Hassan al-Banna

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Page author: Luke Burns

This page created on: 06/10/2020

Last modified: 06/10/2020


Hassan al-Banna, the founder of the Muslim Brotherhood in Egypt, is alternately praised as a leading social reformer, and decried as laying the foundations for modern Islamic terrorist groups.

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Hassan al-Banna, the founder of the Muslim Brotherhood in Egypt, is alternately praised as a leading social reformer, and decried as laying the foundations for modern Islamic terrorist groups.

Active during the 1920s, ’30s, and ’40s (until his assassination), al-Banna was focused on improving the circumstances of Egyptian society, as well as other nations in the region, and believed that by instituting reforms grounded in Islamic tradition, he would be able to steer people towards more rewarding lives.

Naturally, not everyone living in Egypt (during al-Banna’s lifetime or after) was Muslim, nor wished to be coerced into living Islamically, so this aspiration was almost guaranteed to lead to controversy. In pursuit of his socioreligious vision, al-Banna called for a number of authoritarian measures, for example the ‘…diffusion of the Islamic spirit throughout all departments of the government … the surveillance of the personal conduct of all its employees…’ (al-Banna, 1978, p.126). These methods and aspirations were controversial almost by design, since al-Banna was aiming to challenge conventional morality, political structures, and religious sensibilities – the controversy was not his goal, but it was a natural concomitant.

Yet even amongst Muslims, al-Banna’s position attracted protest; his identity as a member of a Sufi order (the Hasafiyya) was contentious, with many traditional Muslims (particularly those in the Salafi branch) viewing Sufi practices as little more than superstition – al-Banna’s relaxed attitude to these divergent Islamic systems stemmed from his belief that Muslims should be united by their commonality, and not divided by their minor differences; while this perspective earned him support from some sides, it upset others (Beattie, 2013, pp.172-4).

The application of al-Banna’s ideas for an Islamic nation has been taken to extreme lengths by some groups and individuals, and some have even suggested that al-Banna is indirectly responsible for the growth of terrorist organisations such al-Qaeda and Islamic State – Christina Rinehart argues that the Muslim Brotherhood ‘…spawned some of the most violent terrorist organisations throughout the world…’ (2009, in Beattie, 2013, p.180). Some scholars disagree with this connection on the grounds that this was never al-Banna’s stated intention (and indeed he died long before these groups were formed), however his use of violent language to encourage struggle (Jihad) is certainly open to interpretation, and far from neutral.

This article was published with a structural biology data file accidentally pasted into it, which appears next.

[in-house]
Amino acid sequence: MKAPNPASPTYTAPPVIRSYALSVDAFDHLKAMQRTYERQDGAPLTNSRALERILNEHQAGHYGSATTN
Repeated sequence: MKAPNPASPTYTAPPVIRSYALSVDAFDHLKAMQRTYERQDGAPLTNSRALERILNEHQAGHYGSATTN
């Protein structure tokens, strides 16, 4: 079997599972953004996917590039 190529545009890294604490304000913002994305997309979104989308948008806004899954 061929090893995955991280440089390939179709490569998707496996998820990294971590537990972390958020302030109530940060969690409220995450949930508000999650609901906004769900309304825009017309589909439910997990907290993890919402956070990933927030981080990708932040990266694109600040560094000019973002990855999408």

However, Beattie (2013, pp.181-2) makes the point that al-Banna and his associates tried twice during the 1940’s to enter politics as candidates; in the first instance they were put under pressure from the Prime Minister to withdraw, and in the second they were defeated at the polls but in questionable circumstances.

Al-Banna’s controversial status in the eyes of the established Egyptian-British system of power is clearly that he represented a popular movement, with grassroots support, which wanted to reform and significantly change society, and which was not particularly sympathetic to the British – that the Brotherhood had its own developing militia was also likely a cause for concern.

The political circumstances and conflicting aims of these different groups help to explain part of the controversy surrounding al-Banna – the Muslim Brotherhood represented a challenge to entrenched power structures, non-Muslim social groups (for example Christian and Jewish Egyptians), and Muslims who felt that the group did not accurately reflect their beliefs (for example the Salafis). In this context of so many competing groups, it is arguably the case that controversy emerged from the reception of al-Banna’s ideas – indeed any social ideals applied to a large group will invariably find cause for disagreement.

Al-Banna’s aspirations for the Egyptian state were a natural expression of his belief in the authority of Islamic tradition, and a recognition that such traditions must be flexible and adaptable in order to suit people’s temperaments – yet when others heard these goals they were considered either too authoritarian or too lenient.


  • al-Banna, H. (1978) Five Tracts of Hasan Al-Bannā (1906–1949): A Selection from the Majmū‘at Rasā’il al-Imām al-Shahīd Hasan al-Bannā (translated from the Arabic and annotated by Charles Wendell), Berkeley, CA, University of California Press.
  • Beattie, H. (2013) ‘Hasan al-Banna and the Muslim Brotherhood’, in A332 Book 1 Controversial Figures, Milton Keynes, The Open University, pp. 155-212.

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